Pacing is also important, allowing time between chunks for assimilation and practice. The opportunity to practice is critical to mastering new skills, so make sure that your practice sessions are not treated as a short addendum to the program. Where there are budget or time constraints, avoid the pressure to cut back on opportunities for trainees to apply the new skills.
Consider the learning styles of your particular trainees. However, do not go overboard and eliminate all ways of learning bar one or two. A group of engineers may prefer a lot of theory presented verbally and in writing. Lectures with an abundance of supplementary reading may be the dominant choices here. This approach may not suit a more tactile group that prefers to learn through trail and error. Using a problem-based approach to learning may work better for this group.
The characteristics of the group should also influence the media you use to deliver the content and facilitate the activities. Using reading lists of books and other resources will not work well with trainees with low literacy skills. Similarly, delivering content and facilitating chat room discussions over the internet with trainees not versed in these technologies will prove to be a frustrating learning experience for them. Live demonstrations and audio or video tape recordings will be a better match here. Weigh all of these factors into the design of your training programs.
5. Right Environment
-training and workplace settings are optimized for learning and later training transfer
If trainees are physically uncomfortable, their learning will be hindered. Make sure that the training room is sufficiently lit, the room is not too hot or too cold, seats are comfortable, trainees are given sufficient breaks and the seating arrangement allows for optimal interaction between trainees and trainer.
Just as important for good learning outcomes is the emotional environment. Set the conditions for interpersonal relationships that foster learning by encouraging trainees to take risks and respect differences. Prompt lots of questions and encourage discussions that allow participants to learn from each other.
What happens before the trainee begins the training and after they return to their workplace will largely determine the impact of your training program. Workplace environment factors that you will need to design into your program include ensuring ongoing and visible support from the trainees' managers and supervisors and meaningful rewards that encourage the application of the new skills on the job. Other factors include the provision of on-the-job support in the form of job aids and coaching from recognized experts.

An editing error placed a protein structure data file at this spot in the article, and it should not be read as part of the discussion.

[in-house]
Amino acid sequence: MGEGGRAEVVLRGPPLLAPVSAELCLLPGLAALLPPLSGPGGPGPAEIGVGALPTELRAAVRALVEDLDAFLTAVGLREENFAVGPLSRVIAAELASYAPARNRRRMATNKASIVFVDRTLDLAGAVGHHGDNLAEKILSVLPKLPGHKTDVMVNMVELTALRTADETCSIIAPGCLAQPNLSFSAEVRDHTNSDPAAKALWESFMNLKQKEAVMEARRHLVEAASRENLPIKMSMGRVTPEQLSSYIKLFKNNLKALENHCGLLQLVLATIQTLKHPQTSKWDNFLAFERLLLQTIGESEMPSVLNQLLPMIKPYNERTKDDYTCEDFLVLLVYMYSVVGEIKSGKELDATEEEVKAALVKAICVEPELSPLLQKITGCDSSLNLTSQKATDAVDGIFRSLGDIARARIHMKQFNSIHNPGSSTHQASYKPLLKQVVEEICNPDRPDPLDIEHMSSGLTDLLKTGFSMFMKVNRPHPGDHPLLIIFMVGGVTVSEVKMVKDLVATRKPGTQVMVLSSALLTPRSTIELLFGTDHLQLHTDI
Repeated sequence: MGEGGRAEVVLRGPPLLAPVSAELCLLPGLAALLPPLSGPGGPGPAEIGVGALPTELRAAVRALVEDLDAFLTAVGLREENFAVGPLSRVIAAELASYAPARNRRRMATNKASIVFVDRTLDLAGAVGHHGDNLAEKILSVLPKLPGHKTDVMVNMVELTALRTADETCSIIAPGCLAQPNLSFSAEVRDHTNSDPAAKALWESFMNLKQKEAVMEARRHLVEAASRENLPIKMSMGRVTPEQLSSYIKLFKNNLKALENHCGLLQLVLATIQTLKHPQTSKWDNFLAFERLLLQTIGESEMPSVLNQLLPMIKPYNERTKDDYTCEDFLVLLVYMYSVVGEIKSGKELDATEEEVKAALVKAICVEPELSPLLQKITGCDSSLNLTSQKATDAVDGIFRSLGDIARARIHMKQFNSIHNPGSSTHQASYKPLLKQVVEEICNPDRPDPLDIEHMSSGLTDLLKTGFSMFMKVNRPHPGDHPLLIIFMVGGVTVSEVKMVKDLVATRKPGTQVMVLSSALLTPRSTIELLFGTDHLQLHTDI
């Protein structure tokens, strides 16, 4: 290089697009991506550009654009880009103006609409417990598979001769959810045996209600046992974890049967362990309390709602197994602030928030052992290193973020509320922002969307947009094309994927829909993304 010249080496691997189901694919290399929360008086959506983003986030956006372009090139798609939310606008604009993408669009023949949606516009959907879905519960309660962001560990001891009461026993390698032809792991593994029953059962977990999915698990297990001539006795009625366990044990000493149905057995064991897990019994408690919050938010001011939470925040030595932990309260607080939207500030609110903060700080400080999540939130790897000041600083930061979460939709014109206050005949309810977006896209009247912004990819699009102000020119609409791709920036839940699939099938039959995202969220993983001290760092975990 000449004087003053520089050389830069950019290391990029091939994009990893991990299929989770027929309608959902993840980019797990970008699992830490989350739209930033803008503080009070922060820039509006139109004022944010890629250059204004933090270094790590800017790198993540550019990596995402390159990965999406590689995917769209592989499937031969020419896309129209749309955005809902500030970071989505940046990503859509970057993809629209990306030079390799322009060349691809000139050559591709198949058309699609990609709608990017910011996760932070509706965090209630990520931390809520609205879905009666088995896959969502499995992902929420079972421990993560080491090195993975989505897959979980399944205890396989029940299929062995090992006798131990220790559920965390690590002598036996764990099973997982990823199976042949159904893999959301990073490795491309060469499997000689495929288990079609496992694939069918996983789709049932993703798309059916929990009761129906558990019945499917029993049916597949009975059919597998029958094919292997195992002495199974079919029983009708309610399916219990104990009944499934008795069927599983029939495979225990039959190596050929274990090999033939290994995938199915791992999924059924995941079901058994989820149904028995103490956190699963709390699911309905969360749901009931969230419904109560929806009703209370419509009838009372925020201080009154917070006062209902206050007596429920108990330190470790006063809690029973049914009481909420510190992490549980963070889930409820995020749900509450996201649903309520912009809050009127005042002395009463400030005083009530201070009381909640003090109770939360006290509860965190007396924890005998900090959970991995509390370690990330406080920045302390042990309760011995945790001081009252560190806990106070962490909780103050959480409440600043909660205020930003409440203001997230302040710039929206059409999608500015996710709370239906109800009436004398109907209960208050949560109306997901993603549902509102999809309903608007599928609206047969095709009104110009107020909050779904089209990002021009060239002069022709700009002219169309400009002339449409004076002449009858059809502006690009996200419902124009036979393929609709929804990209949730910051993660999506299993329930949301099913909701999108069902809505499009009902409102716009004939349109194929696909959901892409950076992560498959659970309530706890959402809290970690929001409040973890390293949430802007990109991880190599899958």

How many of the five "rights" do you firmly have under your belt? How many could do with some attention? Find yourself a mentor that can help you identify your strengths and your greatest opportunities for improvement. If you have a college in your local area, enroll in a beginning trainer's course or take the next level up. Make sure you write out an improvement plan with your action items so that you can compare your capability in six month's time. Be proud of your achievements as you hold a pivotal role in your workplace. Organizations can only get things done and goals achieved through the efforts of people exercising the right skills. Without skill developers such as yourself, organizations would stand still. I wish you well on your journey.
Leslie Allan is Managing Director of Business Performance Pty Ltd; a management consulting firm specializing in people and process capability. He has been assisting organizations for over 20 years, contributing in various roles as project manager, consultant and trainer for organizations large and small.
He is also the author of five books on training and change management and is the creator of various training tools and templates. Leslie is a member of the Australian Institute of Management and the Quality Society of Australasia. He is also a member of the Divisional Council of the Victorian Division of the Australian Institute of Training and Development (AITD). Leslie may be contacted by email at firstname.lastname@example.org
Find out more about how to improve the impact of your training programs. Check out Leslie Allan's practical resource kit packed with ideas, tools and templates for implementing effective learning. Visit the From Training to Enhanced Workplace Performance information portal to find out how to download the free Introductory Chapter and start using Leslie's comprehensive training guide and toolkit today.